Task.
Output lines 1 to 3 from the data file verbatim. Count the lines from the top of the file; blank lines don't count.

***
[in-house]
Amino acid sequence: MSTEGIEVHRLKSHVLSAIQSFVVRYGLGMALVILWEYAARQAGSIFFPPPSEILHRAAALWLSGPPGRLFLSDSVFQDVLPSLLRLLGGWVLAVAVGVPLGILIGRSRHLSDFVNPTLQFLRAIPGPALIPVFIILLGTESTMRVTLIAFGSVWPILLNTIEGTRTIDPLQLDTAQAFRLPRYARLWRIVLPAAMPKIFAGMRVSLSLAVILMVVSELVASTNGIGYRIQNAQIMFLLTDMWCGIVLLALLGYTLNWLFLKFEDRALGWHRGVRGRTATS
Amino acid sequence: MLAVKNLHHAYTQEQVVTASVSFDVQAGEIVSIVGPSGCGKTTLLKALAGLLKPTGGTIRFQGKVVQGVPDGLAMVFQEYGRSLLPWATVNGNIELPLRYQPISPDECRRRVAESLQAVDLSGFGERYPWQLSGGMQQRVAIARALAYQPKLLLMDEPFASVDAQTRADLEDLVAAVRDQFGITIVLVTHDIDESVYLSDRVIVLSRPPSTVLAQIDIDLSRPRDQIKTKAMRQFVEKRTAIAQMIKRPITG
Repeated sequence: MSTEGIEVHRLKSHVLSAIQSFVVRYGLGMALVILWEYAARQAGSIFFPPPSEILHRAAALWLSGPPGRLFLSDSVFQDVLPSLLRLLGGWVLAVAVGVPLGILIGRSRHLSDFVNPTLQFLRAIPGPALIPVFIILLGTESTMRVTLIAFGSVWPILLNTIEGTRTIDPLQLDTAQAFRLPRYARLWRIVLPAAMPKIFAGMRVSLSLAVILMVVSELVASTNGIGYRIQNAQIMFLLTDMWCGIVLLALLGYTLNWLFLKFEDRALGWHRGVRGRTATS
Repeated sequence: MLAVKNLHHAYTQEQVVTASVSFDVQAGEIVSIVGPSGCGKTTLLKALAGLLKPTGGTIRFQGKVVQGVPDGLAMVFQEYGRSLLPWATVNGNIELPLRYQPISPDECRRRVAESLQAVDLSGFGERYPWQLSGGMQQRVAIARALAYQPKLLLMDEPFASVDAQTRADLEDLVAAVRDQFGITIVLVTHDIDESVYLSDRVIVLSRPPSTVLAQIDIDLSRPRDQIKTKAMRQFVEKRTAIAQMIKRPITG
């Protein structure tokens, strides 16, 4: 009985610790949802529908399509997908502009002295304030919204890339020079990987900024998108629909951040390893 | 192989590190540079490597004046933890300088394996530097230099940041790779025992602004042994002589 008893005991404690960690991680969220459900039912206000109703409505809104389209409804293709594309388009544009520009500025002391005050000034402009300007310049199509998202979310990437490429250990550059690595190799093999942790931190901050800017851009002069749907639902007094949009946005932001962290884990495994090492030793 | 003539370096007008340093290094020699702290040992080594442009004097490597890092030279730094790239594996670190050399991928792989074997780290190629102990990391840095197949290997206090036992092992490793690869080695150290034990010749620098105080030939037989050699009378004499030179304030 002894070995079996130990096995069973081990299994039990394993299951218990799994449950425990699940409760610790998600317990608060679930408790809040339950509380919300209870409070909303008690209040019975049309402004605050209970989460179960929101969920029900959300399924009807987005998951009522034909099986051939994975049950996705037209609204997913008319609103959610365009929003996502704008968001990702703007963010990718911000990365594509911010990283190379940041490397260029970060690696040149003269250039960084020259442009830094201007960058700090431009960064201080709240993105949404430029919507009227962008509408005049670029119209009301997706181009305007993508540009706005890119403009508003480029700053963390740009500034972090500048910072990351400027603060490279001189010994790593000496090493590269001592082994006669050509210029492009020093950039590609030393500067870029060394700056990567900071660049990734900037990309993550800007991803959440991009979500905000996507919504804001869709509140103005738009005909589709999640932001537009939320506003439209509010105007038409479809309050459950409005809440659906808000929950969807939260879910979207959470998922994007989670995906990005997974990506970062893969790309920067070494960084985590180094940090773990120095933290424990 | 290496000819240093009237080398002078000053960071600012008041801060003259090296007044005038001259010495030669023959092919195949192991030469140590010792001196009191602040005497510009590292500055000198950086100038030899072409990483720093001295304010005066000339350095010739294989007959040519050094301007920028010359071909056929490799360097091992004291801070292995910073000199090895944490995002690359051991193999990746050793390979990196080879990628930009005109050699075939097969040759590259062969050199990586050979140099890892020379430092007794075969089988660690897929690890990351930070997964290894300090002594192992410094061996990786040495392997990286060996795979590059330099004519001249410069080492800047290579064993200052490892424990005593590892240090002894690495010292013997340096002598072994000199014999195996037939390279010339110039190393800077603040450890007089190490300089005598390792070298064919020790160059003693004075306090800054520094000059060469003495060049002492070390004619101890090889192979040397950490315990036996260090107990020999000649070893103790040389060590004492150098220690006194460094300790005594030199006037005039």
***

[in-house]
Amino acid sequence: MSTEGIEVHRLKSHVLSAIQSFVVRYGLGMALVILWEYAARQAGSIFFPPPSEILHRAAALWLSGPPGRLFLSDSVFQDVLPSLLRLLGGWVLAVAVGVPLGILIGRSRHLSDFVNPTLQFLRAIPGPALIPVFIILLGTESTMRVTLIAFGSVWPILLNTIEGTRTIDPLQLDTAQAFRLPRYARLWRIVLPAAMPKIFAGMRVSLSLAVILMVVSELVASTNGIGYRIQNAQIMFLLTDMWCGIVLLALLGYTLNWLFLKFEDRALGWHRGVRGRTATS
Amino acid sequence: MLAVKNLHHAYTQEQVVTASVSFDVQAGEIVSIVGPSGCGKTTLLKALAGLLKPTGGTIRFQGKVVQGVPDGLAMVFQEYGRSLLPWATVNGNIELPLRYQPISPDECRRRVAESLQAVDLSGFGERYPWQLSGGMQQRVAIARALAYQPKLLLMDEPFASVDAQTRADLEDLVAAVRDQFGITIVLVTHDIDESVYLSDRVIVLSRPPSTVLAQIDIDLSRPRDQIKTKAMRQFVEKRTAIAQMIKRPITG